PhD offer (CSOB group) – Gas-phase study of the metal-CO2 interaction for an improved efficiency of catalyzed CO2 reduction

The CSOB, in collaboration with the group of Dr Kacper Błaziak (Warsaw University), is looking for a candidate for a PhD scholarship on the topic:

Gas-phase study of the metal-CO2 interaction for an improved efficiency of catalyzed CO2 reduction

Project overview :  

Download PhD offer

The goal of this PhD project is to explore – in a systematic way – the metal-CO2 interaction along the periodic table in order to provide experimental quantitative knowledge on how metal atoms interact with CO2 molecule and –CO2− moieties incorporated within diverse organic structures.

Investigation of the chemical interactions between the metal-organic (M-R) compounds and the CO2 molecules that lead to the formation of appropriate carboxylates will bring a valuable information about the catalytic abilities of the metal atoms in the CO2-capturing prospective technologies. Furthermore, description of the formation reaction of metal-carboxylate complexes and their fragmentation mechanisms will organize the knowledge about the stability of the CO2-accumulation molecular architecture. Finally, the description of the kinetic properties of metal-carboxylate and metal-CO2 reaction will give a useful tool for electrochemical and technological design processes. Taking above, it is intended to recognize and describe the subtle relationships between electronic structures, molecular size and reaction energy requirements of the key moieties within the chemical molecules. In this way, we want join our efforts, share our unique and state-of-art experimental techniques and theoretical experience to obtain key insights into the physical factors across molecular systems that govern CO2 reduction catalyzed by metal atoms at the most fundamental level.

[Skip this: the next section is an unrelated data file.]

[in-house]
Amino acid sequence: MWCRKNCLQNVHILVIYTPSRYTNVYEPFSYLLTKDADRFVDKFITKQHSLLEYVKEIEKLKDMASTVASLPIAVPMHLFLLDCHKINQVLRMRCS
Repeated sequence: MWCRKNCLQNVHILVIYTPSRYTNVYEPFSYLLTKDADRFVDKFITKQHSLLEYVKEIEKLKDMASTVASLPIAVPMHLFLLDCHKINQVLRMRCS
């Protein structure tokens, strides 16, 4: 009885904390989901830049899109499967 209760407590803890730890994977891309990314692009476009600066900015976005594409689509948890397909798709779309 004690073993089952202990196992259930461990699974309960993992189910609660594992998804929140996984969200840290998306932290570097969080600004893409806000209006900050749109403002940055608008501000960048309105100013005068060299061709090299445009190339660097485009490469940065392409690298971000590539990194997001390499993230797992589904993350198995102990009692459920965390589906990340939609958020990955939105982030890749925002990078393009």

Scientific approach

Both partners involved in the project has developed a long-time expertise in experimental gas-phase chemistry, in particular in the measurement of thermochemical quantities on the French side4a, b, c and in ion-molecule reactions on the Polish one.3a, 5 Gas-phase studies are particularly relevant in the context of this project because most of the CO2 reduction reactions occur – at leastpartly – in the gas phase and this phase is also the most suited to evaluate intrinsic properties of molecules. The most appropriate dedicated tool in this context is mass spectrometry as it is known to be one of the rare experimental techniques able to provide either accurate thermochemical data6 or to give access to a fine elucidation of reaction mechanisms through the identification of elusive and “short-living” intermediates. 7a, b

Taking advantage of the complementary profiles and skills of the two supervision teams, the PhD candidate will have access to state-to-the-art instruments in Paris and Warsaw to:

  1. Provide for the first time a complete description of the metal-CO2 reactivity, including the effect of the metal along the periodic table, using a designed state-of-the-art instrument implemented in Warsaw University.

This extensive study will provide an extensive overview of the RCO2 reactivity towards a large range of metals in order to rationalize the differences that are observed in CO2 reduction reactions by means of efficiency or selectivity, depending on the metal catalyst used and organic ligand size.